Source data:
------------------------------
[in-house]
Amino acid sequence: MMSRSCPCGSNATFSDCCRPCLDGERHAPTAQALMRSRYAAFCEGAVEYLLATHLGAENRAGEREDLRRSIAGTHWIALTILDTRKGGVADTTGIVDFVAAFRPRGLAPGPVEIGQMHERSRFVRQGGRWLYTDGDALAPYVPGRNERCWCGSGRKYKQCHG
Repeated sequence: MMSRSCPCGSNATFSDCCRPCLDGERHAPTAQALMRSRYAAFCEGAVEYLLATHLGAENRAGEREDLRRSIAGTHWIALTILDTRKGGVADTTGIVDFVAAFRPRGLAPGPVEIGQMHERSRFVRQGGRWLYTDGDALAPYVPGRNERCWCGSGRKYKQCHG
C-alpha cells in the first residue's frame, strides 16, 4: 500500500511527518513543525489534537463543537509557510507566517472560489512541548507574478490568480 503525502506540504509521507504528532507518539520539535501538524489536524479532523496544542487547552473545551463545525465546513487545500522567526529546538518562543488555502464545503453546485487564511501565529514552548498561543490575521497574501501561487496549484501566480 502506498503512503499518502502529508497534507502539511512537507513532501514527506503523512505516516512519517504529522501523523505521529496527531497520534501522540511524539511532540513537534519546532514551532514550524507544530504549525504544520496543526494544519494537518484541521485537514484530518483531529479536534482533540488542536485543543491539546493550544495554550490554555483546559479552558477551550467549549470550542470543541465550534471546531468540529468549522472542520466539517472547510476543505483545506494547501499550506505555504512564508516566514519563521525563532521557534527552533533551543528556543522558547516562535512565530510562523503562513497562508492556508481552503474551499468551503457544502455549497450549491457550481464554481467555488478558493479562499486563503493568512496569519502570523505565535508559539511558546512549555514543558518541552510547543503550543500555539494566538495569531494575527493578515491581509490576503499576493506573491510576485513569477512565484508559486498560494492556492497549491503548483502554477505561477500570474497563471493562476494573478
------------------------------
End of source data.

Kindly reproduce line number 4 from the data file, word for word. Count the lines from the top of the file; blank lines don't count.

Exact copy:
C-alpha cells in the first residue's frame, strides 16, 4: 500500500511527518513543525489534537463543537509557510507566517472560489512541548507574478490568480 503525502506540504509521507504528532507518539520539535501538524489536524479532523496544542487547552473545551463545525465546513487545500522567526529546538518562543488555502464545503453546485487564511501565529514552548498561543490575521497574501501561487496549484501566480 502506498503512503499518502502529508497534507502539511512537507513532501514527506503523512505516516512519517504529522501523523505521529496527531497520534501522540511524539511532540513537534519546532514551532514550524507544530504549525504544520496543526494544519494537518484541521485537514484530518483531529479536534482533540488542536485543543491539546493550544495554550490554555483546559479552558477551550467549549470550542470543541465550534471546531468540529468549522472542520466539517472547510476543505483545506494547501499550506505555504512564508516566514519563521525563532521557534527552533533551543528556543522558547516562535512565530510562523503562513497562508492556508481552503474551499468551503457544502455549497450549491457550481464554481467555488478558493479562499486563503493568512496569519502570523505565535508559539511558546512549555514543558518541552510547543503550543500555539494566538495569531494575527493578515491581509490576503499576493506573491510576485513569477512565484508559486498560494492556492497549491503548483502554477505561477500570474497563471493562476494573478